‘Opportunities missed’ to save eight-year-old boy’s life, inquest hears
- Credit: Archant
An eight-year-old boy’s life could have been saved were it not for a registrar’s “unacceptable” assessment, an inquest has heard.
Charlie Goodwin died at Addenbrooke’s Hospital, Cambridge, on September 6 last year after suffering several cardiac arrests.
It became clear during the final hours of Charlie’s life that he had an undiagnosed condition known as bowel malrotation, which manifests during the embryonic stage of life.
The Harleston youngster, who lived on Tudor Rose Way, ultimately died as a result of haemorrhagic shock and multiple organ failure.
Before being transferred to Addenbrooke’s, Charlie had been taken to Norfolk and Norwich University Hospital (NNUH) after experiencing severe abdominal pain.
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But surgical registrar, Sundeep Kisku, decided he did not require surgery and should continue to be monitored.
At the conclusion of a two-day inquest into Charlie’s death, senior staff from NNUH admitted sending Charlie to theatre earlier could have saved his life.
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Writing to Charlie’s parents, Erika Denton, medical director at NNUH, said: “The assessment made of Charlie by the registrar was not acceptable.
“It was a missed opportunity to discuss Charlie’s condition in a more urgent manor. There may have been an opportunity to save Charlie’s life.
“Charlie received sub-optimal care and it is my intention that we learn every lesson we can to ensure this does not occur again.”
Friday’s inquest opening heard football-mad Charlie was seen by his GP regarding abdominal distension in March 2019, and an X-ray in July revealed significant dilation of his bowels.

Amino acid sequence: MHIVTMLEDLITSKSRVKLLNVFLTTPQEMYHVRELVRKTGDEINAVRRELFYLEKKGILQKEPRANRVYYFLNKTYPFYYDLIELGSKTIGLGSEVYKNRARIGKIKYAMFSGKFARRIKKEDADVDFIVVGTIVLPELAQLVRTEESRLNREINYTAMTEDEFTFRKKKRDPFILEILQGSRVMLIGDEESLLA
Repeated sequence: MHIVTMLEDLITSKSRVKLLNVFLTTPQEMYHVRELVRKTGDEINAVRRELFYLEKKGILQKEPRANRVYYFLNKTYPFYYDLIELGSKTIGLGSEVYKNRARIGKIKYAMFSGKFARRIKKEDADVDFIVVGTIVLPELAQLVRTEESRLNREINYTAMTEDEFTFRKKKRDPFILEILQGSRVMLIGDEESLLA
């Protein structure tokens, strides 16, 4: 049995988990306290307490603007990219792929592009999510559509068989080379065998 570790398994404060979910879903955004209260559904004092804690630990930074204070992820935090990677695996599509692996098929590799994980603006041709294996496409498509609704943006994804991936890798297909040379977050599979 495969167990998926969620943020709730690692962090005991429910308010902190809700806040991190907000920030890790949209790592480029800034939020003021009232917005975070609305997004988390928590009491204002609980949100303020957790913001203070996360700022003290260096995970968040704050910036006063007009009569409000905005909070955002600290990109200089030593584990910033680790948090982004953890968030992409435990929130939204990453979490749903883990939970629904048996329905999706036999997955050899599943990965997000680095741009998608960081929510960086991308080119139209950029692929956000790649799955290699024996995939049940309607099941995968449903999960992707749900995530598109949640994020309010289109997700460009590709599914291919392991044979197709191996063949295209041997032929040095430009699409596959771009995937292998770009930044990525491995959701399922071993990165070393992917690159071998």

Doctors, however, could not identify the reason for his illness.
As he deteriorated, Charlie was admitted to hospital in early August, but his parents were told their son was a “medical mystery” and he was discharged.
A month later, on the evening of September 5, Charlie was admitted to hospital again with agonising pain.
At 11.30pm, paediatric registrar Dr Kazeem Omobolanle contacted on-call consultant paediatrician, Dr Caroline Kavanagh, stating she believed Charlie was a surgical case.
She told Dr Kavanagh that Charlie’s abdomen was distended and “tender”, and that he required an urgent operation. But Mr Kisku, the surgical registrar, instead decided it was “soft” and did not need surgery.
By 2am, Charlie’s condition had worsened and it was recommended a blood test was carried out prior to taking him to theatre.
But as blood was taken, he went into cardiac arrest and resuscitation took 11 minutes, before suffering a second which took half an hour.
At 4.42am, Charlie was finally stable enough for surgery, during which doctors discovered his malrotation and told his parents he needed to be transferred to Addenbrooke’s.
Upon arrival, on the afternoon of September 6, Charlie suffered two further cardiac arrests.
After a fifth arrest, Charlie’s parents were told their son would not survive another and would have no quality of life due to brain damage and multiple organ failure.
They made the “agonising” decision for no further resuscitation attempts to take place when he had a final arrest.
At Monday’s inquest, Dr Mary-Anne Morris, consultant paediatrician at NNUH, detailed action taken by the hospital to avoid similar tragedies following a report from the Royal College of Surgeons.
She said staff were being reminded of the importance of contacting consultants with serious concerns about patient welfare, while efforts are being made to increase overnight staffing.
“What we want to make sure is that, if there is a discrepancy, it is escalated to consultants and doesn’t get stuck between two registrars,” said Dr Morris.
“If Charlie had not had an arrest before going to theatre, his chances of surviving would have been much greater. The level of care we normally provide was not what Charlie got.”
Giving a narrative conclusion to the inquest, senior coroner for Norfolk, Jacqueline Lake, said Mr Kisku’s examination of Charlie had not been thorough enough.
She said a recording of proceedings would be sent to the General Medical Council, stating: “They may wish to investigate Mr Kisku’s evidence and his fitness to practise.”
But she praised NNUH’s response, adding: “The hospital has clearly taken Charlie’s death very seriously. They have undertaken an extensive review and I am heartened by the steps taken.”